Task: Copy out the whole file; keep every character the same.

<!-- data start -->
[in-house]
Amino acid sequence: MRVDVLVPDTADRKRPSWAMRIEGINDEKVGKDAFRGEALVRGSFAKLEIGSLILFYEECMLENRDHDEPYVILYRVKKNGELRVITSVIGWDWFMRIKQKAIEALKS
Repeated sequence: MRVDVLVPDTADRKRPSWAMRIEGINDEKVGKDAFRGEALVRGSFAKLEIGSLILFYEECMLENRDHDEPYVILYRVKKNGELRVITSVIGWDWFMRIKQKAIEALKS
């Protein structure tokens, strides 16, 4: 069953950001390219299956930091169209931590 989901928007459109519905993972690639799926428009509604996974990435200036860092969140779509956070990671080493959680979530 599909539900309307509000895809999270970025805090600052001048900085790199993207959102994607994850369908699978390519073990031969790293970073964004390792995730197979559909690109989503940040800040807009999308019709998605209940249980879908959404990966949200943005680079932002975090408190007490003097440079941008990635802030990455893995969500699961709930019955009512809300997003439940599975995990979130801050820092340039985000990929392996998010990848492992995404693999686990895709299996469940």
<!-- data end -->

[in-house]
Amino acid sequence: MRVDVLVPDTADRKRPSWAMRIEGINDEKVGKDAFRGEALVRGSFAKLEIGSLILFYEECMLENRDHDEPYVILYRVKKNGELRVITSVIGWDWFMRIKQKAIEALKS
Repeated sequence: MRVDVLVPDTADRKRPSWAMRIEGINDEKVGKDAFRGEALVRGSFAKLEIGSLILFYEECMLENRDHDEPYVILYRVKKNGELRVITSVIGWDWFMRIKQKAIEALKS
């Protein structure tokens, strides 16, 4: 069953950001390219299956930091169209931590 989901928007459109519905993972690639799926428009509604996974990435200036860092969140779509956070990671080493959680979530 599909539900309307509000895809999270970025805090600052001048900085790199993207959102994607994850369908699978390519073990031969790293970073964004390792995730197979559909690109989503940040800040807009999308019709998605209940249980879908959404990966949200943005680079932002975090408190007490003097440079941008990635802030990455893995969500699961709930019955009512809300997003439940599975995990979130801050820092340039985000990929392996998010990848492992995404693999686990895709299996469940």